h2h Corner ~ Opening Day(night) is Awesome

Opening Day, er, Night is upon us. I, for one, am super psyched about the match-up even though they are 1a and 1b on my most hated baseball team list (yes it exists). After Sunday, the Orioles will be ahead in the loss column over either the Yanks or the Sox, which might be the only time that happens. It’s the little things you need to enjoy with baseball (like an opposite field line drive (unless you are the Mets/David Wright)).

Opening Day has always been the pinnacle of March. And March is clearly the best month of the year. Think about it: the NCAA tournament, the first day of Spring, St. Patrick’s Day, my birthday, fantasy baseball drafts, NFL Draft preparation, and many other reasons that are less important.

March also happens to be, perhaps, the longest month – no federal holidays + 31 days – however it seems to fly by. Now that I’ve checked my calendar, it seems we’re in April.

So why do I see Opening Day as the Deadeye Dick weathervane cap to the brilliant March sporting season. Here’s why:

  1. Cal Ripken – please let his pure reputation remain intact. Ripken represents all that is good and holy about baseball and my childhood.
  2. Brady Anderson – what can I say, he was my first Starting Lineup Figurine. He was cool and I believed in him when he struggled. Then, with a little help, he became good.
  3. The fact that managers don’t appear to be all that important.
  4. The comfort of how a hard hit ground ball to the opposite field rolls off the infield and bounds on bright green grass.
  5. Horrible GMs, because they do matter.
  6. Theo Epstein – you have to be impressed with the way he approaches the game – failed AROD trade, notwithstanding.
  7. Hearing old stories of the Robinson’s (Brooks & Frank (the most underrated player ever?)). Also, was the Glenn Davis trade (Schilling, Harnish, Finely) karma for the Frank Robinson trade (#7 on the list)? If so, it was worth it just to hear recounts of the Orioles’ golden days. And maybe the Erik Bedard trade is Karma’s payback.
  8. Jim Palmer’s horrible commercials – there must be hundreds of local “heroes” hocking/hawking awesome products. Palmer’s is my favorite.
  9. Jeffrey Maier/Armando Benitez (cough: Tony Fernandez)/Tony Tarasco/Jose Mesa (cough: Edgar Renteria)
  10. Justin Upton.
  11. Fantasy Baseball – see: Fantasy Baseball 101.
  12. AROD, the Britney of baseball.
  13. The ridiculous outrage over PEDs and records – people cheated, yes. People have cheated throughout baseball, and football, and apparently the financial industry. Get over it. Did the Black Sox (who did something far more heinous) ruin baseball? I don’t think so, neither will this “scandal.” (I wrote this verbatim last year).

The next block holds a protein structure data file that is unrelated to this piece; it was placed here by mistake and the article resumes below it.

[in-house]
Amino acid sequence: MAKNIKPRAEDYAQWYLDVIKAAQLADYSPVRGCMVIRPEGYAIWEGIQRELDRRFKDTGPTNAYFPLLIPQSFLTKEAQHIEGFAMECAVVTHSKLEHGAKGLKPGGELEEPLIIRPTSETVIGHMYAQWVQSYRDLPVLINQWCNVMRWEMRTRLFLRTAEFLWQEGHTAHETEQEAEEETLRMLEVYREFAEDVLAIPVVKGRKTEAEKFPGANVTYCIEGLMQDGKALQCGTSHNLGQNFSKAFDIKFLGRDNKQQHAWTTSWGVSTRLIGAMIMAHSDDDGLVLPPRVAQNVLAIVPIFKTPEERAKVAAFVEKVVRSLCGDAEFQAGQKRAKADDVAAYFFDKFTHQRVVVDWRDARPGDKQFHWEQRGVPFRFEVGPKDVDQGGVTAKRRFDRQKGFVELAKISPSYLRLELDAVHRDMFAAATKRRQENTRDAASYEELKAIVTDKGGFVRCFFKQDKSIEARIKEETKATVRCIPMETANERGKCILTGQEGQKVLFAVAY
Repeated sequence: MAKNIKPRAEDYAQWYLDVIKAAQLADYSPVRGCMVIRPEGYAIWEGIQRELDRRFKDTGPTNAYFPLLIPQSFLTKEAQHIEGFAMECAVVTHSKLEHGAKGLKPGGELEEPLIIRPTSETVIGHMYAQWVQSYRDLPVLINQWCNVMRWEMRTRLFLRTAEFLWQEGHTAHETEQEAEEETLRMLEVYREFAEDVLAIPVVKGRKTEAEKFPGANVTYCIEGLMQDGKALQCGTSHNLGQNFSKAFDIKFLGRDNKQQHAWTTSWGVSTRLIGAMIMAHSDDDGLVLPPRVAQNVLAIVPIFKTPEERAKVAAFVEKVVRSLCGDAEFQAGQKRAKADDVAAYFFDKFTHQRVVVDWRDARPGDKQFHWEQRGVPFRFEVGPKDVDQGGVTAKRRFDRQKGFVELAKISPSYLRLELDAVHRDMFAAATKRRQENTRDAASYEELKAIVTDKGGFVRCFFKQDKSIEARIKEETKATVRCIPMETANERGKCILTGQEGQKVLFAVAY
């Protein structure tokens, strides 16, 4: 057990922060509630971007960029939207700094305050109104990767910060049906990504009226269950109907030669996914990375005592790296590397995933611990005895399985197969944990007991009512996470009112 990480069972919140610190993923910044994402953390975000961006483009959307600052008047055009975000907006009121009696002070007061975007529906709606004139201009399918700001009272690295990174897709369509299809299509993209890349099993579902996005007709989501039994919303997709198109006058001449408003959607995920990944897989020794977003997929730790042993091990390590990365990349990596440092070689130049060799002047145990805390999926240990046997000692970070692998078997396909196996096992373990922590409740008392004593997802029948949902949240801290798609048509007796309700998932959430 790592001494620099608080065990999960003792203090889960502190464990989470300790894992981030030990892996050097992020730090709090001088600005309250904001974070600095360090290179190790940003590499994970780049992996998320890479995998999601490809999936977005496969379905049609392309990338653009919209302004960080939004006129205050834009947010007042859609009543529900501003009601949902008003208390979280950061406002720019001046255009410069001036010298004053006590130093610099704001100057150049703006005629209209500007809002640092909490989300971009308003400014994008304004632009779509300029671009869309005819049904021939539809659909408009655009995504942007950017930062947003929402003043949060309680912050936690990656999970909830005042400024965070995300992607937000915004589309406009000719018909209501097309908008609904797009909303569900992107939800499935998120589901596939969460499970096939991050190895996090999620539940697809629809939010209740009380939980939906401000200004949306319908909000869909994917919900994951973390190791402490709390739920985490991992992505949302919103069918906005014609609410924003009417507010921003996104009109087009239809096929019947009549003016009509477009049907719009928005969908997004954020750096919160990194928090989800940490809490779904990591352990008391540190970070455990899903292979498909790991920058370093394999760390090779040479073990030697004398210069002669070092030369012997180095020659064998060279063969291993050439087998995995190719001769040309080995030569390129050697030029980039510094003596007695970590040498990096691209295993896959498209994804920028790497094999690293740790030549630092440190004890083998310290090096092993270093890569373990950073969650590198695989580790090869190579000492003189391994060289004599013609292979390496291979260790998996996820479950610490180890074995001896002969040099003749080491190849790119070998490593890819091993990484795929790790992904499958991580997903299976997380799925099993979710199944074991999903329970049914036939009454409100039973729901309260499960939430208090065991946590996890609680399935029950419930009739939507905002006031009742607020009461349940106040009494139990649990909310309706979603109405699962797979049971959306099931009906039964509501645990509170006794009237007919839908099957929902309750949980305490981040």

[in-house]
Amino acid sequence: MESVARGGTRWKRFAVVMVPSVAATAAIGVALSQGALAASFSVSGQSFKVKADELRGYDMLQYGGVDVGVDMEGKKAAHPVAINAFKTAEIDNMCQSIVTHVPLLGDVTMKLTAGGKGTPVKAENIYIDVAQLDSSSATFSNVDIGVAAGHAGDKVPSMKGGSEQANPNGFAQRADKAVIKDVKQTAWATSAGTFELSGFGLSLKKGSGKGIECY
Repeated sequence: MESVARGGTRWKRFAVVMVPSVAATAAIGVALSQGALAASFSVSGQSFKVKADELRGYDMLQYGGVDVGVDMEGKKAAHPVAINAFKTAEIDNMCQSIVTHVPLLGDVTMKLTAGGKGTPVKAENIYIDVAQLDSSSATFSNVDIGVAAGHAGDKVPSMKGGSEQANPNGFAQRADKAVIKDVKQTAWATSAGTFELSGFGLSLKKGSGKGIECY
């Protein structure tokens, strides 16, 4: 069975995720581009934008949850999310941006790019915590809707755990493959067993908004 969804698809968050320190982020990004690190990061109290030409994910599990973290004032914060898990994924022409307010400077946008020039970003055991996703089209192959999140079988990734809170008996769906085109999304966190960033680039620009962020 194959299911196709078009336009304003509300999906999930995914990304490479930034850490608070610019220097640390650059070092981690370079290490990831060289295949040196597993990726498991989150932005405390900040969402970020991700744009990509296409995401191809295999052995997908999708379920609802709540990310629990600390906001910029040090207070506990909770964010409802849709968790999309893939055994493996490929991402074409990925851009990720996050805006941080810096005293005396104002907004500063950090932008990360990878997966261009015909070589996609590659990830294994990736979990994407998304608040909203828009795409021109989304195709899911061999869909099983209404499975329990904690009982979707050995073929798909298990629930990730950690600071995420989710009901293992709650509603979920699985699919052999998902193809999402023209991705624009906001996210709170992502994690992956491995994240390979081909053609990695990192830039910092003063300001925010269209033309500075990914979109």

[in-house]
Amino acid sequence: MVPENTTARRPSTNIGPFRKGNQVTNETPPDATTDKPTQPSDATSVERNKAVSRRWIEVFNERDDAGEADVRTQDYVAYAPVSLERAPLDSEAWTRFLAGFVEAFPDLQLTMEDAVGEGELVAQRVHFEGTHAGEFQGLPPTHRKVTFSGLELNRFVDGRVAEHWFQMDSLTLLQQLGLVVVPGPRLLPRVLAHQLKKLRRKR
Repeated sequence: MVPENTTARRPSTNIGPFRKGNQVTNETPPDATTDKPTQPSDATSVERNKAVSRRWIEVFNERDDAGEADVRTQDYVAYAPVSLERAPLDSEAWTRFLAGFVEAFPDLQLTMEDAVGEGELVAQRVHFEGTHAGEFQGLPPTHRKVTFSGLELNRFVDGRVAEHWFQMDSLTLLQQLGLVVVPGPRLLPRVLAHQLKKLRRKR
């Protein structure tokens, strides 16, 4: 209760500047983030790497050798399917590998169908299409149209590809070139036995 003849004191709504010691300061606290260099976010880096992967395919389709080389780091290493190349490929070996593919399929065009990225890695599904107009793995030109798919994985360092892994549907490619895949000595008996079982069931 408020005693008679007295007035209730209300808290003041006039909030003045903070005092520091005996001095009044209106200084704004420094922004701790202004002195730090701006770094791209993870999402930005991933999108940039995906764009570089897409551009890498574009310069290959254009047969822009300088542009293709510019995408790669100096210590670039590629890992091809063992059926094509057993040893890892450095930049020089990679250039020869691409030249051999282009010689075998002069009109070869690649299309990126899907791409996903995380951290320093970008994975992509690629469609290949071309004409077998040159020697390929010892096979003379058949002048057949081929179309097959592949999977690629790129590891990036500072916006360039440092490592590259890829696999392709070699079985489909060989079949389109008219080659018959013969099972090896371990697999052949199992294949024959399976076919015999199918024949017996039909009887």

14. Derek Jeter – you have to admire his consistency on and off the field. I just hope that when he retires from baseball, he does so with as much success as he did with Minka. I’m an Orioles fan. I hate the Yankees. I can’t help being impressed with Jeter – it hurts.
  15. Because “Strikeouts are boring! Besides that, they’re fascist. Throw some ground balls – it’s more democratic.
  16. Underrated “scrappy” guys like Craig Biggio.
  17. Overrated scrappy guys like David Eckstein.
  18. Earl Weaver Baseball.
  19. Opening Day….when every team sort of has a chance (if you don’t play in AL East and are the Jays).
  20. Prospects hype…and the chance they live up to it.
  21. The best reason is the poetry, allure and magnetism surrounding this game: “Ray, people will come Ray. They’ll come to Iowa for reasons they can’t even fathom. They’ll turn up your driveway not knowing for sure why they’re doing it. They’ll arrive at your door as innocent as children, longing for the past. Of course, we won’t mind if you look around, you’ll say. It’s only $20 per person. They’ll pass over the money without even thinking about it: for it is money they have and peace they lack. And they’ll walk out to the bleachers; sit in shirtsleeves on a perfect afternoon. They’ll find they have reserved seats somewhere along one of the baselines, where they sat when they were children and cheered their heroes. And they’ll watch the game and it’ll be as if they dipped themselves in magic waters. The memories will be so thick they’ll have to brush them away from their faces. People will come Ray. The one constant through all the years, Ray, has been baseball. America has rolled by like an army of steamrollers. It has been erased like a blackboard, rebuilt and erased again. But baseball has marked the time. This field, this game: it’s a part of our past, Ray. It reminds of us of all that once was good and it could be again. Oh… people will come Ray. People will most definitely come.” From here.

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